9 Tips for Maintaining Healthy Kidneys
By Virginia Irwin-Scott, DO, Nephrologist — Virtua Nephrology
They may be small in size, but the two fist-sized organs located near the bottom of your rib cage certainly pack a punch when it comes to keeping you healthy and on the go.
Your kidneys keep your body healthy and in a state of balance by filtering waste products, excess water, and other impurities from your blood. They also help your body absorb calcium for bone and muscle health and regulate blood pressure and salt and potassium levels.
With all of these important tasks, it’s important to keep them healthy. Here’s what you can do:
- Keep your blood pressure lower than 120/80 mmHg. High blood pressure, or hypertension, is a leading cause of chronic kidney disease (CKD). Inexpensive at-home blood pressure monitors are available at pharmacies and online. Your health care provider may recommend a brand to purchase.
- Manage your diabetes. Long-term high levels of blood sugar—caused by your body’s inability to produce or use insulin—damage blood vessels throughout your body, including the kidneys. When the vessels leading to our kidneys are damaged, they cannot deliver essential oxygen and nutrients to the 1 million tiny, finger-like nephrons responsible for filtering your blood. Talk to your health care provider about what your blood sugar level should be.
- Stay active. Regular aerobic exercise will not only help you lose unwanted pounds, it will reduce your blood pressure and boost your heart health. Walking, running, biking, and even household chores are great ways to keep moving.
- Eat a healthy diet. It’s important to have the right balance of foods that provide enough nutrients to meet your body’s needs but don’t stress your kidneys. Limit foods high in sodium, phosphorus, calcium, and potassium, as well as animal proteins and alcohol. Instead, focus on foods like apples, berries, cabbage, cauliflower, onions, and fish rich in omega-3 fatty acids. Learn how Virtua’s registered dietitians can help you meet your nutrition goals.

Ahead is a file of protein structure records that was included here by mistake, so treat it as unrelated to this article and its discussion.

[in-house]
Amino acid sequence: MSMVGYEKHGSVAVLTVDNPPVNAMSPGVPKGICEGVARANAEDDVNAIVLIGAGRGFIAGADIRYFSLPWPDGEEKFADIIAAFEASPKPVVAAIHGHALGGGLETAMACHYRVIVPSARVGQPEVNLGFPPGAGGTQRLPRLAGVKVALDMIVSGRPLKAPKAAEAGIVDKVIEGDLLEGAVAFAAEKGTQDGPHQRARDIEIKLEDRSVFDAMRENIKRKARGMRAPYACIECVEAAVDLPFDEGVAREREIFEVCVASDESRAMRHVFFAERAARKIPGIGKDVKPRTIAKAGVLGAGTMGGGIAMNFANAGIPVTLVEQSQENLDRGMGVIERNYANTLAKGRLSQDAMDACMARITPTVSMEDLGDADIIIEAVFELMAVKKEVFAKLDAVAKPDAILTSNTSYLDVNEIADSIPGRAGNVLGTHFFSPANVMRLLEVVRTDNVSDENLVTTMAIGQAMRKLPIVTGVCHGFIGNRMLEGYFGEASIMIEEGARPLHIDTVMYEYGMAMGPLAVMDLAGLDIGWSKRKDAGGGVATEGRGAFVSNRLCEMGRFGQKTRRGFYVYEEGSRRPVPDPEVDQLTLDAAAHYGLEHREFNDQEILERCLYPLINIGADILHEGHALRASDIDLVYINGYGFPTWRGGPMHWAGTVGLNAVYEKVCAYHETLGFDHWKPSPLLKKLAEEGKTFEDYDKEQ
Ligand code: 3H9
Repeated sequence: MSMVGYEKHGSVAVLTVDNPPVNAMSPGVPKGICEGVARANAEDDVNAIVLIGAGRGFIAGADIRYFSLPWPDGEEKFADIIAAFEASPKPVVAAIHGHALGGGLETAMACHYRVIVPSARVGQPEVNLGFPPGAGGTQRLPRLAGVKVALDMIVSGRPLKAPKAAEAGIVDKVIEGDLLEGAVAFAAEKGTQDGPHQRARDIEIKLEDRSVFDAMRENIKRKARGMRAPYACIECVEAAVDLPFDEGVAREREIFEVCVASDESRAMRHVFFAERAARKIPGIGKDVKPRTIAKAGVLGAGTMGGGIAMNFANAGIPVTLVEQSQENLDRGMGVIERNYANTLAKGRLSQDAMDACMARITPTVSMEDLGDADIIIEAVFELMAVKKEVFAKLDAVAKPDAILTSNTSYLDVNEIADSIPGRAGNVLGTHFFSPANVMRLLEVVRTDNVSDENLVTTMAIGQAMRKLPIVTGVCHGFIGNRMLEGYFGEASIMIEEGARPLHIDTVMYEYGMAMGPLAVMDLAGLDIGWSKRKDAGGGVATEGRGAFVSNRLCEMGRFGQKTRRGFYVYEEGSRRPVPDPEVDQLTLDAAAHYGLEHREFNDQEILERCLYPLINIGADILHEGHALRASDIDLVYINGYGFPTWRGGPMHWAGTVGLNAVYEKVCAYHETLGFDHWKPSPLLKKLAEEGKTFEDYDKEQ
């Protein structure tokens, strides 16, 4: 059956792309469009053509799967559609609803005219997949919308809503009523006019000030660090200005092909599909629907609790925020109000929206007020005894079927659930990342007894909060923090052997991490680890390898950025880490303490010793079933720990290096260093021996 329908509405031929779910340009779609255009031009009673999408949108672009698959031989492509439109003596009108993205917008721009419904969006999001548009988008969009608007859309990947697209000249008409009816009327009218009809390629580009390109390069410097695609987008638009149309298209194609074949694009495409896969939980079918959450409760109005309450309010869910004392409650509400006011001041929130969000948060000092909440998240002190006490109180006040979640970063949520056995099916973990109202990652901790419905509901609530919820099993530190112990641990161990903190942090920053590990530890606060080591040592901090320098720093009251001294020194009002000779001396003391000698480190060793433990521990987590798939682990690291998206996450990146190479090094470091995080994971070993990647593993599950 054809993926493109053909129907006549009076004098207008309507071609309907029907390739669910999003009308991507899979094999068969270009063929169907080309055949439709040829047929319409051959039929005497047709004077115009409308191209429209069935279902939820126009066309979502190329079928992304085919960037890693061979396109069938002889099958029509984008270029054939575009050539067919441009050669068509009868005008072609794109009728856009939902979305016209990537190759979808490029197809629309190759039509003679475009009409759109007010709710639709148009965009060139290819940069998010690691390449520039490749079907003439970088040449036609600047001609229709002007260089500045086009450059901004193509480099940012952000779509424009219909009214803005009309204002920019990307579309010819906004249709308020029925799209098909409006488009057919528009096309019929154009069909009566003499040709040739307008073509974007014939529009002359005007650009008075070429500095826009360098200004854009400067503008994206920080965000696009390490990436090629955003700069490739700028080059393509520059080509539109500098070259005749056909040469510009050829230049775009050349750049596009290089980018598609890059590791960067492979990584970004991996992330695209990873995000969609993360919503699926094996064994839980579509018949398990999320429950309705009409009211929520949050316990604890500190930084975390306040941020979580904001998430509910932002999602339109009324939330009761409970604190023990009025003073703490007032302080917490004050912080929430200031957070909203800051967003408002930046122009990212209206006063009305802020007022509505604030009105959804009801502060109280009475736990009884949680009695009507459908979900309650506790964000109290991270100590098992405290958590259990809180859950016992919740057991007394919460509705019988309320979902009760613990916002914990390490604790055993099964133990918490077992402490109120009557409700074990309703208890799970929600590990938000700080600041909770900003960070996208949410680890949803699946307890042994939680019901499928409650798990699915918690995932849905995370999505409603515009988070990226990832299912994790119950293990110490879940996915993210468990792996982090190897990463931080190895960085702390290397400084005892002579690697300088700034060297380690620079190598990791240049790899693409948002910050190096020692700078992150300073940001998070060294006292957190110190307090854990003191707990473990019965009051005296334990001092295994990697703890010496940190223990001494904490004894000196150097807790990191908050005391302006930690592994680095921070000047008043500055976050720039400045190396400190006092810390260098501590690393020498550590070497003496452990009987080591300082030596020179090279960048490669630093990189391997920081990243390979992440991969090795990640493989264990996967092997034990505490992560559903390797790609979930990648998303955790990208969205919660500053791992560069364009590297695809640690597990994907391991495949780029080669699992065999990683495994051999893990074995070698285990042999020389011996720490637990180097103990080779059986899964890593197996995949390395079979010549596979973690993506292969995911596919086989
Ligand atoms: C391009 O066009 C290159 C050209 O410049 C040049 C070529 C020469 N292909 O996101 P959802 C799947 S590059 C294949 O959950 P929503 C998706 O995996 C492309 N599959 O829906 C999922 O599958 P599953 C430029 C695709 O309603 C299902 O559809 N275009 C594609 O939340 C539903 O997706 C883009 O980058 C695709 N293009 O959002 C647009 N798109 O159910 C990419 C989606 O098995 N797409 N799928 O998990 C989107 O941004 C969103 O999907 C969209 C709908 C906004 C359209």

- Drink enough fluids. Water helps the kidneys remove waste from your body in the form of urine. Just how much water you need to drink each day may depend on your overall health, age, gender, climate, and exercise intensity. Ask your health care provider for a specific recommendation.
- Don’t smoke. Smoking damages your blood vessels, restricts blood flow, and increases your risk for heart attack, stroke, cancer, and other illnesses.
- Mind your medicines. A majority of us take at least one prescription medication, as well as over-the-counter drugs, vitamins, and supplements. Be sure to take as directed medications prescribed to treat your high blood pressure and diabetes. Also be mindful of nonsteroidal anti-inflammatory drugs (NSAIDs), such as ibuprofen and naproxen, which can damage the kidneys if taken regularly for chronic pain. Acetaminophen (Tylenol) is a safer choice for occasional use if you have kidney disease. If you have arthritis or need other long-term pain relief, ask your doctor about the best option for you.
- Manage stress. Sustained high blood pressure due to chronic stress damages your blood vessels, including those in your kidneys, and heightens your risk for heart attack and stroke. Constant stress also can lead to unhealthy behaviors, such as smoking, overeating, or drinking alcohol.
- Get tested for kidney disease. As the symptoms of CKD often do not appear until the disease has reached an advanced state, a regular kidney function test is a great way to check your kidney’s health and to slow or prevent future damage. Consider a kidney function test if you are 60 and older, have diabetes, high blood pressure, heart disease, or a family history of CKD, are obese, or smoke.
If you already have CKD, speak to your health care provider about the specific steps you should take to maintain your kidney health.
Take Action for Your Kidney HealthIf you are unsure about your kidney health, take our quick and easy Kidney Health Risk Assessment.
To schedule an appointment with a Virtua kidney specialist, call 856-325-3341 or request an appointment here.
Updated April 18, 2022